Experts estimate as much as 90% of all the data humanity has generated is less than two years old. We’re all too familiar with stats like this about the amount of data we’re generating, especially in marketing. Not only is the amount of data at our fingertips growing at an exponential rate, it's also coming from increasingly diverse sources. As analytics tools become integrated into more steps of the marketing process, we find ourselves neck-deep at the intersection of many disparate data feeds.
Conventional logic dictates that more information should make marketing easier. But anyone who’s been left scratching his or her head when looking at an overly crowded spreadsheet detailing every piece of a marketing campaign will tell you it isn’t quite that simple. On its own, more data does not result in better marketing. Data from different channels, different campaigns and different audiences needs to be structured into a larger context in order to provide more meaning. Here are a few thoughts on how to start categorizing and organizing your data for more actionable insight.
Visualizing Data. One way to categorize data for insight and action is to visualize your data earlier than usual. Many marketers think of data visualization as the last step — needed only for a final report. But how many times have you been left, at the end of a campaign, wishing there was one additional data point you would have collected, or would have collected differently? If we think of how the final outcome of our data looks (actually looks) from the start, there’s a much better chance that we’ll collect and aggregate the right data points for meaning. Visualizing the outcome of your data before you start really helps to put your data into a larger context.
Categorize Types of Metrics. Instead of obsessing over the hundreds of individual measurements, group as many of the most relevant types of data points together. Looking at groups of impression data, engagement activity data, or conversion data provides a larger context than simply looking at each individual channel or tactic. Take the time to define and map out groupings of data points that make the most sense for your business.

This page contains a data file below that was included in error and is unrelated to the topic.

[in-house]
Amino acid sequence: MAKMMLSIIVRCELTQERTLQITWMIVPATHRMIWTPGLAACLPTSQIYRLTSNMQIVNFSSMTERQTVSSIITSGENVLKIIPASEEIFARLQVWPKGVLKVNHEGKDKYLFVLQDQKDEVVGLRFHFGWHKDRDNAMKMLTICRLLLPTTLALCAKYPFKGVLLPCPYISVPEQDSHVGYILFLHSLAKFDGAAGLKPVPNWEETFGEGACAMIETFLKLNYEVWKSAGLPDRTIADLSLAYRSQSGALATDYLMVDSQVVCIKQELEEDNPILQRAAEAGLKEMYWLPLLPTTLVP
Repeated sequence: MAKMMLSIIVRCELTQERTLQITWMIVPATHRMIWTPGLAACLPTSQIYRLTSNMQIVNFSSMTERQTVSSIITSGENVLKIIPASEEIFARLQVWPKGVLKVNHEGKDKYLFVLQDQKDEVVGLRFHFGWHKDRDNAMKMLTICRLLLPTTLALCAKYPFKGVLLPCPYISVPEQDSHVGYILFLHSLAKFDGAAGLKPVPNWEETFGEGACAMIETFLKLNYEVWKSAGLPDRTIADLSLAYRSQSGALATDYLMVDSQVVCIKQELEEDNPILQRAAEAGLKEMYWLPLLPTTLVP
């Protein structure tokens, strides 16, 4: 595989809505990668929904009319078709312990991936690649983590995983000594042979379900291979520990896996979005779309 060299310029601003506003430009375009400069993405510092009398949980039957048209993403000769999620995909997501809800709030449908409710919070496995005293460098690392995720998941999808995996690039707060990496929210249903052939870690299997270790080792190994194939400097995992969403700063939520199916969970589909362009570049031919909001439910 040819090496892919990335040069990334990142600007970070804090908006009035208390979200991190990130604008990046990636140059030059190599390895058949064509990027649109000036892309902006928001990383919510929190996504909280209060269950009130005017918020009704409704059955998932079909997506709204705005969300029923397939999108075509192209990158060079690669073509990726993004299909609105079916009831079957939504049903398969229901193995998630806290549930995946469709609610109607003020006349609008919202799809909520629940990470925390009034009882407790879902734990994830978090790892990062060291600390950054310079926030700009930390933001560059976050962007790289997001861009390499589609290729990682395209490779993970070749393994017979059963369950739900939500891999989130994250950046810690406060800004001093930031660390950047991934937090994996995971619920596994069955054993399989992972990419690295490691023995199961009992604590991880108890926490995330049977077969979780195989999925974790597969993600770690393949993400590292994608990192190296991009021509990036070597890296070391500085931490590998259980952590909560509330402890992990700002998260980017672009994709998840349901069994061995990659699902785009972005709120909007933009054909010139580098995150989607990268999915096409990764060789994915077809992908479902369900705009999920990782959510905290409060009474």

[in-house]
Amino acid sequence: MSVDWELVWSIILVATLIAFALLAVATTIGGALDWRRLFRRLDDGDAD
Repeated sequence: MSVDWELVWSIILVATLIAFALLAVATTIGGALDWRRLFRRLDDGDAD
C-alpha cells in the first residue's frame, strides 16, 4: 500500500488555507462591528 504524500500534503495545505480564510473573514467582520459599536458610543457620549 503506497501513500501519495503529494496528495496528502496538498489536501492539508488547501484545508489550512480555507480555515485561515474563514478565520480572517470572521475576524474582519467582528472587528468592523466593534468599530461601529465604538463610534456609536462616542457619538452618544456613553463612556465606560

Of course, this doesn’t mean you can’t — and won’t need to — do a deep-dive into a single data point. But for top-level insight, finding similar groupings of data will allow you to ladder individual metrics into more meaningful buckets. More often than not, the whole is greater (and more insightful) than the sum of its parts.
Trends and Ratios Over Numbers. Another way to put your data into a larger context is to recognize the importance of trends and ratios over numbers. Marketing metrics are typically raw numbers: usually something to the effect of “during X time period, this campaign delivered Y.” What does this actually mean though? That isolated number is essentially an orphan. Does this number indicate success? Should we be concerned?
In order to extract better information from our data, we need to step away from metrics in a vacuum and focus on looking at change over time. Did the results change? Why did they change? How does this compare to our performance last week, last month or last year? Many times the result of this effort ends with percentage metrics. Percentage metrics give us a view of the data in more context. Incorporating trend data provides more context to identify trends and pivot marketing decisions accordingly.
Asking “So What?” Finally, repeatedly asking this important question pushes more meaning and context to your data. When looking at marketing data, continually ask “so what?” If there’s no immediate answer as to why the number, chart or percentage is there, then you may want to dig a little deeper for more context. For example, “our impressions are down this month in this channel.” So what? “So, we had the same amount of activity with less impressions.” So what? “So, our targeting is getting more efficient.” So what? “So, our cost per conversions is coming down.” Now we’re getting somewhere. Asking “so what” may seem like an easy and silly exercise, but it really helps to get into a mindset of putting out data into a larger context.
Keeping Data in Perspective. The waves and volumes of data are only going to increase. There’s obviously no perfect method for not drowning in our data, but in the most general terms, the overarching theme of putting data into a larger context is trying to keep our marketing data in perspective.